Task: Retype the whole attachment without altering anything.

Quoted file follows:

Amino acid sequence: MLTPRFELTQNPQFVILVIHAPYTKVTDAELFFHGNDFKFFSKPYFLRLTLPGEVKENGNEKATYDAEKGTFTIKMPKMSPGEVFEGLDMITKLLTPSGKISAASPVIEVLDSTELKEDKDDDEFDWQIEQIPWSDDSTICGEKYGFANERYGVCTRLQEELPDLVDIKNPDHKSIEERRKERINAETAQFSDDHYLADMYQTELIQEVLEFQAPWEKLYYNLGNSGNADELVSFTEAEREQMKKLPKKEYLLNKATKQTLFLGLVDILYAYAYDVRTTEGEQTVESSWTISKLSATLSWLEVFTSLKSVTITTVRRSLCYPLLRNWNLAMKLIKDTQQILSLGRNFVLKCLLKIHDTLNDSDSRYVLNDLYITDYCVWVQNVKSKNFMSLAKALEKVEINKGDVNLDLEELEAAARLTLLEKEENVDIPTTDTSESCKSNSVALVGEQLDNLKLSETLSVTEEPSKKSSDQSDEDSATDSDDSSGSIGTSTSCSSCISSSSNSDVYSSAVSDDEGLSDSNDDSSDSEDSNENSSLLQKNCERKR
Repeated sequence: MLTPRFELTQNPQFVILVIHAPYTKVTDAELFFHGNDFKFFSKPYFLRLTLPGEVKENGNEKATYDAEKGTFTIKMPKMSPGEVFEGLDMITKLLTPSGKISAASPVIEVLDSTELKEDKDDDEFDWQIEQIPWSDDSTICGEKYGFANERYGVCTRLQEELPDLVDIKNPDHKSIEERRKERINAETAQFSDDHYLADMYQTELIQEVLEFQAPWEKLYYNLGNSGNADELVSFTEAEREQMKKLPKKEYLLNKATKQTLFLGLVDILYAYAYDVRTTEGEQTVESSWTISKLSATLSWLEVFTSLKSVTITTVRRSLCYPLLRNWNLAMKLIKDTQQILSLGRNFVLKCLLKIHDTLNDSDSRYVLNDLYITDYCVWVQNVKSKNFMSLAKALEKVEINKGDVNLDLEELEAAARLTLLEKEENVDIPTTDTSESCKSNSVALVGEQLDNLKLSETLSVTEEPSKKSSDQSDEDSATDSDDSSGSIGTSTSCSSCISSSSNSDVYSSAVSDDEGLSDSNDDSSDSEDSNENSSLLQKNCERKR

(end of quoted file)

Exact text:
Amino acid sequence: MLTPRFELTQNPQFVILVIHAPYTKVTDAELFFHGNDFKFFSKPYFLRLTLPGEVKENGNEKATYDAEKGTFTIKMPKMSPGEVFEGLDMITKLLTPSGKISAASPVIEVLDSTELKEDKDDDEFDWQIEQIPWSDDSTICGEKYGFANERYGVCTRLQEELPDLVDIKNPDHKSIEERRKERINAETAQFSDDHYLADMYQTELIQEVLEFQAPWEKLYYNLGNSGNADELVSFTEAEREQMKKLPKKEYLLNKATKQTLFLGLVDILYAYAYDVRTTEGEQTVESSWTISKLSATLSWLEVFTSLKSVTITTVRRSLCYPLLRNWNLAMKLIKDTQQILSLGRNFVLKCLLKIHDTLNDSDSRYVLNDLYITDYCVWVQNVKSKNFMSLAKALEKVEINKGDVNLDLEELEAAARLTLLEKEENVDIPTTDTSESCKSNSVALVGEQLDNLKLSETLSVTEEPSKKSSDQSDEDSATDSDDSSGSIGTSTSCSSCISSSSNSDVYSSAVSDDEGLSDSNDDSSDSEDSNENSSLLQKNCERKR
Repeated sequence: MLTPRFELTQNPQFVILVIHAPYTKVTDAELFFHGNDFKFFSKPYFLRLTLPGEVKENGNEKATYDAEKGTFTIKMPKMSPGEVFEGLDMITKLLTPSGKISAASPVIEVLDSTELKEDKDDDEFDWQIEQIPWSDDSTICGEKYGFANERYGVCTRLQEELPDLVDIKNPDHKSIEERRKERINAETAQFSDDHYLADMYQTELIQEVLEFQAPWEKLYYNLGNSGNADELVSFTEAEREQMKKLPKKEYLLNKATKQTLFLGLVDILYAYAYDVRTTEGEQTVESSWTISKLSATLSWLEVFTSLKSVTITTVRRSLCYPLLRNWNLAMKLIKDTQQILSLGRNFVLKCLLKIHDTLNDSDSRYVLNDLYITDYCVWVQNVKSKNFMSLAKALEKVEINKGDVNLDLEELEAAARLTLLEKEENVDIPTTDTSESCKSNSVALVGEQLDNLKLSETLSVTEEPSKKSSDQSDEDSATDSDDSSGSIGTSTSCSSCISSSSNSDVYSSAVSDDEGLSDSNDDSSDSEDSNENSSLLQKNCERKR